The COVID-19 pandemic threat and the Government’s response to it have introduced extraordinary changes to our communities and our economy. As businesses deemed non-essential were forced to close, and others restructured to idle towards the proposed ‘snap-back’ on the other side, energy businesses have ramped up their capability as they simultaneously restructured their entire operating model – thrown into chaos by the closure of borders, safety and hygiene requirements and new flexible work arrangements to keep their workforces safe.
As providers of essential services, energy businesses – generators, retailers, and networks – understand their responsibility to deliver for Australian homes and businesses. Retailers are at the front line, responsible for managing the customer experience of residential and business customers alike. In the past three weeks more than 780,000 people have lost their jobs[i], and over 850,000[ii] businesses applied for Government’s assistance[iii]. The strain expected to fall on retailers tasked with helping these impacted customers maintain connection and mitigate unmanageable debts will be remarkable.
Generators are facing different challenges. As operators of large plant, generation businesses have had to develop processes and procedures that would maintain supply and system security during the height of the pandemic. This remains a logistical challenge, and one likely to continue for many months, irrespective of the number of new cases of COVID-19 found in the population. As the Australian Energy Market Operator (AEMO) seeks to ensure the grid remains stable, essential maintenance approaches must be reconsidered, fuel loads managed, and the planning of large outages faces the challenge of exactly how and when to get access to expert contractors – some of which are based overseas. At the same time, generators have been required to procure enough PPE to keep their teams safe should an outbreak occur at what is critical infrastructure for a functioning economy.
There is also a broad range of proposed and existing regulatory changes underway many with looming deadlines that impact the resourcing of energy businesses. In the last few years, the market evolution has been marked. Rule changes and market reviews are constant, with implementation windows booked some years in advance. Given the pace and volume of current regulatory reforms, the AEC wrote to the COAG Energy Council seeking a review of the regulatory reform roadmap to ensure that critical supply and reliability could be prioritised, focusing on delivering the outcomes customers expect today.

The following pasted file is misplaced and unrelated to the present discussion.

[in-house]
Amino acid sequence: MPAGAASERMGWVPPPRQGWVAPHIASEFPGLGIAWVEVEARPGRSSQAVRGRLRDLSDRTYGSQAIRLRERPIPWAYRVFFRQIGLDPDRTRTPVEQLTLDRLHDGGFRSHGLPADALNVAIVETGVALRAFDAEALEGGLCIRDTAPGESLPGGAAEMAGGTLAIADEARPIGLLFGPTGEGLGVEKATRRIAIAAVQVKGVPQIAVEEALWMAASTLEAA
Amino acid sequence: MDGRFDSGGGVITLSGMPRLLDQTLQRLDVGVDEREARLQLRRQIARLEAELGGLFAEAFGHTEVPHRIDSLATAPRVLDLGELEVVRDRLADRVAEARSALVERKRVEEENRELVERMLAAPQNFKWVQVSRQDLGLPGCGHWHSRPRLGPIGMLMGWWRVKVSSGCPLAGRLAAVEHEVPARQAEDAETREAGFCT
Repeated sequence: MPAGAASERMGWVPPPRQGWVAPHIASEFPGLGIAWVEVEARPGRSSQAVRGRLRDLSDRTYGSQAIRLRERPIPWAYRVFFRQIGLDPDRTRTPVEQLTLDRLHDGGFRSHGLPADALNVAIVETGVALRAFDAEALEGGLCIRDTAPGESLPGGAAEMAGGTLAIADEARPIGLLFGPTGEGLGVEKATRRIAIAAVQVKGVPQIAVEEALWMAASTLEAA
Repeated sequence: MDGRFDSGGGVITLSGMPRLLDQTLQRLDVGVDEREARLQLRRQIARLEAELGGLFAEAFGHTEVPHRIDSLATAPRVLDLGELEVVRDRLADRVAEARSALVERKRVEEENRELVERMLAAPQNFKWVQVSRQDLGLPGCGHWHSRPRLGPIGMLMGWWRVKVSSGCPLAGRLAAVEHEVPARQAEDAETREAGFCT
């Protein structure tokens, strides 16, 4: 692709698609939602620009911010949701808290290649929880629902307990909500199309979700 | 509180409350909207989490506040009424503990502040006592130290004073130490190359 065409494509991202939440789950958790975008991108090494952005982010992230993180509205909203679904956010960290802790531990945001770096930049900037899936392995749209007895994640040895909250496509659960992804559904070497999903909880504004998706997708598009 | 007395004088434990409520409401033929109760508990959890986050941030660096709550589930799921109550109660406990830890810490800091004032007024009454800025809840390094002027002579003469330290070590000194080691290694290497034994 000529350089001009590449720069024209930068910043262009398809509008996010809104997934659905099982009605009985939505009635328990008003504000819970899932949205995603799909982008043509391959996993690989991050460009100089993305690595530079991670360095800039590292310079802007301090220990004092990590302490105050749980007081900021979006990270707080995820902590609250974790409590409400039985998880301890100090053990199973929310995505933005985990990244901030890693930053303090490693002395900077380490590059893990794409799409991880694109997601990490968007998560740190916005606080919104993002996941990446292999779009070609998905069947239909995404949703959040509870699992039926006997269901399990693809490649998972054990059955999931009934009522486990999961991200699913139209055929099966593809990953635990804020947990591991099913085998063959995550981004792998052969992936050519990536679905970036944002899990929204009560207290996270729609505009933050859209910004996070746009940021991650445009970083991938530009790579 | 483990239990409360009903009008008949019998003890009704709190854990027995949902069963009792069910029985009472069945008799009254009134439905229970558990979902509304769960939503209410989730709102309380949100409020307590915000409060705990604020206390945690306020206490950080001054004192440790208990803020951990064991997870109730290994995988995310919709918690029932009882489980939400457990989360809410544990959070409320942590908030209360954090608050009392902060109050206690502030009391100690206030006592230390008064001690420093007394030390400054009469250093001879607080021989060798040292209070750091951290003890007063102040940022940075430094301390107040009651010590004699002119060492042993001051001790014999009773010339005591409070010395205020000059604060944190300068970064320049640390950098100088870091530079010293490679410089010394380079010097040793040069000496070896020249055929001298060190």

In a letter to COAG Energy Ministers dated 19 March 2020, the AEC sought the delay of a number of pending reforms to allow energy businesses to redeploy committed project teams to where they were more critically needed. These reforms included:
Since the COAG EC meeting on 20 March, the market bodies have taken these proposals on board, and are reviewing the appropriateness of the reform agenda in light of the impacts of COVID-19. The AEC strongly supports this current pragmatic approach.
Where to from here
Energy businesses have now been operating in crisis mode for more than six weeks. During this time businesses have gradually decentralised their operations from central offices to a more dispersed workforce with staff working from home. This transition has been made exponentially more difficult by the global impact of COVID-19, and in particular on those retailers with significant reliance on offshore infrastructure.
Generators have focused on contingency planning, building up stockpiles of PPE, developing risk mitigation strategies including implementing multiple shifts at generating units, and reconsidering outages and maintenance.